- Lucienne Robillard
name = Lucienne Robillard
parliament = Canadian
term_start = 1997
January 25 2008
predecessor = "new riding"
parliament2 = Canadian
February 13 1995
term_end2 = 1997
predecessor2 = David Berger
successor2 = "riding abolished"
birth_date = birth date and age|1945|06|16
party = Liberal
spouse = divorced
Lucienne Robillard, PC (born
June 16, 1945in Montreal, Quebec) is a Canadian politician and a member of the Liberal Party of Canada. She sat in the Canadian House of Commonsas the Member of Parliamentfor the riding of Westmount—Ville-Mariein Montreal.
Robillard had a career as a
social workerbefore entering politics. In the Quebec election of 1989, she was elected to the Quebec National Assemblyin the riding of Chambly as a member of the Liberal Party of Quebec. She was appointed to the provincial cabinet of Premier Robert Bourassaas Minister of Cultural Affairs. In 1992, she became Minister of Education, and then served as Minister of Health and Social Services from 1994 until the defeat of the Liberal government.
She then moved to federal politics as a
star candidatewhen she was elected to the Canadian House of Commonsin a by-electionin the safe Liberal riding of Westmount—Ville-Marie. Jean Chrétienappointed her to the federal cabinet as Minister of Labour and Minister responsible for the federal campaign in the 1995 Quebec referendum.
Paul Martinbecame Prime Minister of Canadain 2003, he moved Robillard to the position of Minister of Industry and Minister for the Economic Development Agency of Canada for the Regions of Quebec. With the cabinet shufflethat followed the 2004 election, she became Minister of Intergovernmental Affairs and President of the Queen's Privy Council for Canada.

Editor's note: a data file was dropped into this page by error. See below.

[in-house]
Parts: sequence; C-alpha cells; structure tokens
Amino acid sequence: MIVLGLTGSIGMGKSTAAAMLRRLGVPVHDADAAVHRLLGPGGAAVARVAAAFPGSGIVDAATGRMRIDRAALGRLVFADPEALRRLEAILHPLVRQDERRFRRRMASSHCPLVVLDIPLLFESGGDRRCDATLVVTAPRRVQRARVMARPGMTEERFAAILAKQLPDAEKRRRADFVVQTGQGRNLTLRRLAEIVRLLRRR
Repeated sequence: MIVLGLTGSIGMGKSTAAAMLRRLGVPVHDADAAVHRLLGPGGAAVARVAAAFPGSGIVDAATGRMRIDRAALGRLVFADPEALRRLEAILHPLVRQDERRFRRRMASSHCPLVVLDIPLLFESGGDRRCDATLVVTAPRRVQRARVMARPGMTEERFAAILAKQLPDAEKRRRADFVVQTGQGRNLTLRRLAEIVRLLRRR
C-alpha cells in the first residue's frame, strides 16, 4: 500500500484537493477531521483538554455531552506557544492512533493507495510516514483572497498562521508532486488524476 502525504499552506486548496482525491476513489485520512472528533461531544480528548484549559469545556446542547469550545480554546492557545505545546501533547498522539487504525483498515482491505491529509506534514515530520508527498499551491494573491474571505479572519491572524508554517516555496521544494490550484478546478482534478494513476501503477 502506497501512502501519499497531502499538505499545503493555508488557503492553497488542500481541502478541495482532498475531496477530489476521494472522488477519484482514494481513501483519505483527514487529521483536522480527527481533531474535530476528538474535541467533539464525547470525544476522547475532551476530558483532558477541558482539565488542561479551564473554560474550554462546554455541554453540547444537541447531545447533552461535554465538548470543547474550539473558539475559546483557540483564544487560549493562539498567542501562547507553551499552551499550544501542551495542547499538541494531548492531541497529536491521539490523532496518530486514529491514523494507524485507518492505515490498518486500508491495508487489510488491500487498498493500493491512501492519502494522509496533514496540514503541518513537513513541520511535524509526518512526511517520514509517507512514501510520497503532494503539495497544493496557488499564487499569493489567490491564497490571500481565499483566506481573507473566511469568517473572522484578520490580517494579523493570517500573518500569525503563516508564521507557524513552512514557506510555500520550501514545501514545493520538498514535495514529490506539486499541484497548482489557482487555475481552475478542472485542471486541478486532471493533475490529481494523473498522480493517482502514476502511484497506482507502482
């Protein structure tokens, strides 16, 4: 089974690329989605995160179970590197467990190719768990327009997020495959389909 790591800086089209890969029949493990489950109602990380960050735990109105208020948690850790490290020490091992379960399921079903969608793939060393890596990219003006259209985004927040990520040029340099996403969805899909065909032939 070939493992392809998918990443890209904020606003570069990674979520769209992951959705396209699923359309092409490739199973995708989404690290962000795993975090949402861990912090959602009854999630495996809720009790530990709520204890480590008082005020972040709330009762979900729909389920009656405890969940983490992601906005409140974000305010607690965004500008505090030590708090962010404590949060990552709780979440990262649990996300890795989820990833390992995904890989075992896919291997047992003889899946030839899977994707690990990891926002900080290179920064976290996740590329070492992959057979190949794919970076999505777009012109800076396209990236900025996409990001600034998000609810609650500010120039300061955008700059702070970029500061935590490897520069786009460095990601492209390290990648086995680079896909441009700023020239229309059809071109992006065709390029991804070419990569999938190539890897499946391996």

Judy Sgro's resignation from Cabinet on January 14, 2005, Joe Volpemoved to fill the vacant position of Minister of Citizenship and Immigration, and Robillard assumed his prior responsibilities as Minister of Human Resources and Skills Development. When Belinda Stronachcrossed the floor and joined the Liberals in the House of Commons on May 17, 2005, she replaced Robillard as Minister of Human Resources and Skills Development.
February 1, 2006, she was named deputy leader of the Liberal Party in the House of Commons by Interim Leader Bill Graham. She held this post until the newly elected leader, Stéphane Dion(who represents the nearby riding of Saint-Laurent—Cartierville), in accordance with the customary Anglophone/Francophone division of duties, appointed the Anglophone Michael Ignatieffas his deputy.
April 4, 2007, she announced she would not run in the next election. She resigned her seat on January 25, 2008.
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